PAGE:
By Anamarija Brnjarchevska

A football-mad youngster born with one arm is celebrating after his team helped him hit a fundraising target for a new bionic limb.

Wayde Drew, 12, was born without his left forearm after his mum, Kirsty Norman, 32, caught swine flu during her pregnancy.

But the determined youngster didn’t let that get in the way of his passion for football – and he has become the star between the sticks with his community team in Leeds.

Kirsty said the lad had previously struggled to get match time in his favored position as kids at his school thought he would be “rubbish”.

But Wayde showed that he can be as good as any other young footballer after he impressed coaches at Saxton FC in his favored position.

So when his teammates found out he was trying to raise thousands for a robotic “Hero Arm”, produced by Open Bionics, they helped him reach the target in just two months.

Writing on social media, Kirsty said: “Honestly can’t believe the generosity of people!

A football-mad youngster born with one arm is celebrating after his team helped him hit a fundraising target for a new bionic limb. (Lee Mclean/Zenger)

“Wayde has gotten very emotional now he knows his dream of having two arms has come true and we honestly can’t thank everyone who has helped to make this happen enough.”

Jonny Nixon, coach at Saxton FC, added that he was overwhelmed after hearing that Wayde would achieve his dream.

He said: “I was choked up myself. It was a really emotional day for everybody.

“We were really confident that we’d hit the target, because of how everyone was pulling together, but we didn’t think we’d hit it as quickly as we did.”

“I think it’s Wayde’s courage and his attitude that has connected with people. You’ve got to meet him to believe how he is with his disability, it doesn’t phase him.

In total, the team helped raise £7,500, with the Open Bionics Foundation, a charity that supports those in need of prosthetic limbs, paying the rest of the money.

The robotic arm lets wearers grip tiny objects, such as a needle and threat, with pinpoint precision.

Kirsty explained that Wayde had always been football mad but had struggled to find a team that would let him play in goal before coming to Saxton FC, in Leeds.

She said: “He’s always played football from being little, and he’s got an older brother who loves it.

“But at school when he plays football, the kids want to win, don’t they?

“So they automatically think because he’s only got one arm, he’s going to be a rubbish goalkeeper, so they don’t let him play in goal.”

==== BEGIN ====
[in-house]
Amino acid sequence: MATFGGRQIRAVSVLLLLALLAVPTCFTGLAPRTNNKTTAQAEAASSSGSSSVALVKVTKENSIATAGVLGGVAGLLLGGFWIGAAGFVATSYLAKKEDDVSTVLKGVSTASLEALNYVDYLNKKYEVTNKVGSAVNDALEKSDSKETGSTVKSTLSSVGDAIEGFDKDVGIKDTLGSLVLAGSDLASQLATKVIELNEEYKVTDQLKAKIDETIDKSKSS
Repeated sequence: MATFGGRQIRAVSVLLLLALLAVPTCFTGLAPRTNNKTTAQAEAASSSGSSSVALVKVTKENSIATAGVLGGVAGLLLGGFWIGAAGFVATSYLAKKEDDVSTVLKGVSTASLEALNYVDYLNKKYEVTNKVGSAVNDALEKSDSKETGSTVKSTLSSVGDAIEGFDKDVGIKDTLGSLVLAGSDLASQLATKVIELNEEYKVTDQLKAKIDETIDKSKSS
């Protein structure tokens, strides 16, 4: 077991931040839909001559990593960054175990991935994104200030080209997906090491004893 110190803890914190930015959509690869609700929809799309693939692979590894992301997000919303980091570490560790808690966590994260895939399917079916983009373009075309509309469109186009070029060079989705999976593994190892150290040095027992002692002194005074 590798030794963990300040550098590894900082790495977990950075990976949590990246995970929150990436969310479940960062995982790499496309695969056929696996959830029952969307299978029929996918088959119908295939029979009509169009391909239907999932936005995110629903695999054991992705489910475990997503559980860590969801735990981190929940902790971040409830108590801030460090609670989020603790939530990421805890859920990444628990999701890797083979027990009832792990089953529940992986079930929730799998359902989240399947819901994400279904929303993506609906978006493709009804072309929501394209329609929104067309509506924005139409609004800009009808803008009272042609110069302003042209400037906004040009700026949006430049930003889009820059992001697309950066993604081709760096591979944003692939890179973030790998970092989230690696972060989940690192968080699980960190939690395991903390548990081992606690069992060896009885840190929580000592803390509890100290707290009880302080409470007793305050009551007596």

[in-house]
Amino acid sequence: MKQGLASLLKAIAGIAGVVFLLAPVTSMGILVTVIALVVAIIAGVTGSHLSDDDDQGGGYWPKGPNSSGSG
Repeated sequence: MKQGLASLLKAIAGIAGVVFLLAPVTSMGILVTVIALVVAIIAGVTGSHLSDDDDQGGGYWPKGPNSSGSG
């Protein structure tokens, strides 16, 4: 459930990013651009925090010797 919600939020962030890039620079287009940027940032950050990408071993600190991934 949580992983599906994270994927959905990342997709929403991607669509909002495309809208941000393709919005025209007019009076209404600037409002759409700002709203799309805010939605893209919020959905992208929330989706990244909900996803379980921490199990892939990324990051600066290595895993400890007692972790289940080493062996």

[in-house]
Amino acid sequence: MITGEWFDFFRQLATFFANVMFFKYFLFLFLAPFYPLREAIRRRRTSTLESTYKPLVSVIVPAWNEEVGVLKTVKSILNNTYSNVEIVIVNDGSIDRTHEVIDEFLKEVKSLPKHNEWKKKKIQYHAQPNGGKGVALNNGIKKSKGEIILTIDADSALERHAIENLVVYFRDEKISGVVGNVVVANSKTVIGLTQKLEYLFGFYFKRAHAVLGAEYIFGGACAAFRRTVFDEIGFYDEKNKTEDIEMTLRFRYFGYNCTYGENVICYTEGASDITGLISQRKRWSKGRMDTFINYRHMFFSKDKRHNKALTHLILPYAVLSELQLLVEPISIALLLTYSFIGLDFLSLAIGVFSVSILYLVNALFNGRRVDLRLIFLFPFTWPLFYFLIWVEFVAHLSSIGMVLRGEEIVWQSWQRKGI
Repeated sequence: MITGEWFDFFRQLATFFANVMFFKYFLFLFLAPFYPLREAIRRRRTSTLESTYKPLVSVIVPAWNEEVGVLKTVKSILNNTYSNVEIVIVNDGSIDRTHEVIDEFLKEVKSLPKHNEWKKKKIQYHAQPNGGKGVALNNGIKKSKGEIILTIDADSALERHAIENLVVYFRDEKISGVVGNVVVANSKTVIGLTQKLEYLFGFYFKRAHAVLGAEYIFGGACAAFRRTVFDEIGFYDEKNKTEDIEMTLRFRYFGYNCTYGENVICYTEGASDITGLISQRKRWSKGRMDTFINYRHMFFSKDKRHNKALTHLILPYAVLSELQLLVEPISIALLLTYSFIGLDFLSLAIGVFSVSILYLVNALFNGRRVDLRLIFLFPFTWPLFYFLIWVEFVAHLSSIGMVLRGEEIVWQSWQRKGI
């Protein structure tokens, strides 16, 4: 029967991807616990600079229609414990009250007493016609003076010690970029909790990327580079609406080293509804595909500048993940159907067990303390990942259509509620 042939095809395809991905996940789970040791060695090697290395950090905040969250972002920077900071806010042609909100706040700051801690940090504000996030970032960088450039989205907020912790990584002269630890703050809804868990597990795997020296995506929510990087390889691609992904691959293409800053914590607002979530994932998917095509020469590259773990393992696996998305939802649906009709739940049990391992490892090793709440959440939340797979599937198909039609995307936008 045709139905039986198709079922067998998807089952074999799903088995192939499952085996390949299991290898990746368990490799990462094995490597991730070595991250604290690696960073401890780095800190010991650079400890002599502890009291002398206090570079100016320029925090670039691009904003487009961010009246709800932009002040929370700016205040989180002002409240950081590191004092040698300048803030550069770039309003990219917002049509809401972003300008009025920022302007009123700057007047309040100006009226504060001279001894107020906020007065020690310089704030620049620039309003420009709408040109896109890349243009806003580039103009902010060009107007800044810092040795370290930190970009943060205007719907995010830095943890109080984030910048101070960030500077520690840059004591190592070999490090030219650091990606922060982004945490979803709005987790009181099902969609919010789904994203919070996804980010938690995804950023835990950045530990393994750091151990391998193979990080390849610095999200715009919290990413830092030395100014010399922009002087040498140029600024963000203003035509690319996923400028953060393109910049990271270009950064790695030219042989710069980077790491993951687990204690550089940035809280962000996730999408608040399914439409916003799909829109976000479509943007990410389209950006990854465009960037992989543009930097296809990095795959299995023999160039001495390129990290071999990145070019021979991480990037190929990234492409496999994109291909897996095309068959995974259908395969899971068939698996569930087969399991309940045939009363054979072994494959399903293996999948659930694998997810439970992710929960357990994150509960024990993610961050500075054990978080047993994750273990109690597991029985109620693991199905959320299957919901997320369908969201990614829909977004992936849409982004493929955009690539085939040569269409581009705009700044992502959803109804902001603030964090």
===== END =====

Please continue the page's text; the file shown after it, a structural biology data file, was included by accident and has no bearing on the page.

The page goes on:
Two years ago, Wayde turned up for his first practice, and they were more than happy to let him fulfill his dreams of playing in goal.

Kirsty said: “They’ve given him that chance, and he’s shown them that he is really good in goal, so that’s now his position at Saxon FC.”

Jonny said Wayde had excelled as a keeper as soon as he joined the club – and had become one of the most popular players.

A football-mad youngster born with one arm is celebrating after his team helped him hit a fundraising target for a new bionic limb. (Lee Mclean/Zenger)

He said: “He just turned up one day with his brother and said, ‘I play in goal’ – and we didn’t make a big deal about his arm, no questions asked – and he started making some saves.

“He was fantastic from day one, saving goals, and he’s always turned up since then and played as a keeper.

“He’s become a really popular kid, and he’s always got a smile on his face.

“He’ll turn up and help you set the nets up, and he’ll be the last to go as he’s helping you put them away.”

Kirsty said she had campaigned to get Wayde the new prosthetic after he had become more self-conscious about his arm since he started secondary school.

And she said the bionic ‘Hero Arm’ would give the lad a new lease of life.

She said: “Obviously, he just started high school, so he’s really embarrassed by it and he’s been trying to hide his arm.

“To us, Wayde is Wayde – he is normal. But he just wants to fit in and not have to worry about anything.

“When we showed him the arm, he said, ‘That will be better’ because rather than people saying ‘What’s wrong with your arm?’ They’ll say, ‘Oh wow, look at your arm!’.

“He just wants to be the same as everyone else, and now he’s at high school, he’s constantly getting questions and getting embarrassed by it.”

When asked what it would mean to him to get his new prosthetic limb, Wayde said: “It would change my life. It would mean the world to me if anyone could help.”

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